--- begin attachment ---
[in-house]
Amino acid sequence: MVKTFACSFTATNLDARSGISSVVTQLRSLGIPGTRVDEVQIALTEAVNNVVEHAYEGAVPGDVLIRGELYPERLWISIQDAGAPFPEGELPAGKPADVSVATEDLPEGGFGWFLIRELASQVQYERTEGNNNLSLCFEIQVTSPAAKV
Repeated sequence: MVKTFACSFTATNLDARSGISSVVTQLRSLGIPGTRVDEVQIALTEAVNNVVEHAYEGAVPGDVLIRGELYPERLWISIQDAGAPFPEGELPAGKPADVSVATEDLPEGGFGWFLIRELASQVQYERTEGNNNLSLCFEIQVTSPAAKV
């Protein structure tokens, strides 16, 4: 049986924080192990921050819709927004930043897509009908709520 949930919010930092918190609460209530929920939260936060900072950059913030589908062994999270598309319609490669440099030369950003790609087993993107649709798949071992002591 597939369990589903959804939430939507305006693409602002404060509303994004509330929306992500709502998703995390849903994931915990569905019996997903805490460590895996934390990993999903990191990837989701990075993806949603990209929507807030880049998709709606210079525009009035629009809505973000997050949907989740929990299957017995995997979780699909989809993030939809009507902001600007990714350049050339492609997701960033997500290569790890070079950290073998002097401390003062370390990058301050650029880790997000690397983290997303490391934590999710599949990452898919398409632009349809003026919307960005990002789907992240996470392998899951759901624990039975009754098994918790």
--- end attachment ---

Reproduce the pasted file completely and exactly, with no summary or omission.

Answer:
[in-house]
Amino acid sequence: MVKTFACSFTATNLDARSGISSVVTQLRSLGIPGTRVDEVQIALTEAVNNVVEHAYEGAVPGDVLIRGELYPERLWISIQDAGAPFPEGELPAGKPADVSVATEDLPEGGFGWFLIRELASQVQYERTEGNNNLSLCFEIQVTSPAAKV
Repeated sequence: MVKTFACSFTATNLDARSGISSVVTQLRSLGIPGTRVDEVQIALTEAVNNVVEHAYEGAVPGDVLIRGELYPERLWISIQDAGAPFPEGELPAGKPADVSVATEDLPEGGFGWFLIRELASQVQYERTEGNNNLSLCFEIQVTSPAAKV
């Protein structure tokens, strides 16, 4: 049986924080192990921050819709927004930043897509009908709520 949930919010930092918190609460209530929920939260936060900072950059913030589908062994999270598309319609490669440099030369950003790609087993993107649709798949071992002591 597939369990589903959804939430939507305006693409602002404060509303994004509330929306992500709502998703995390849903994931915990569905019996997903805490460590895996934390990993999903990191990837989701990075993806949603990209929507807030880049998709709606210079525009009035629009809505973000997050949907989740929990299957017995995997979780699909989809993030939809009507902001600007990714350049050339492609997701960033997500290569790890070079950290073998002097401390003062370390990058301050650029880790997000690397983290997303490391934590999710599949990452898919398409632009349809003026919307960005990002789907992240996470392998899951759901624990039975009754098994918790």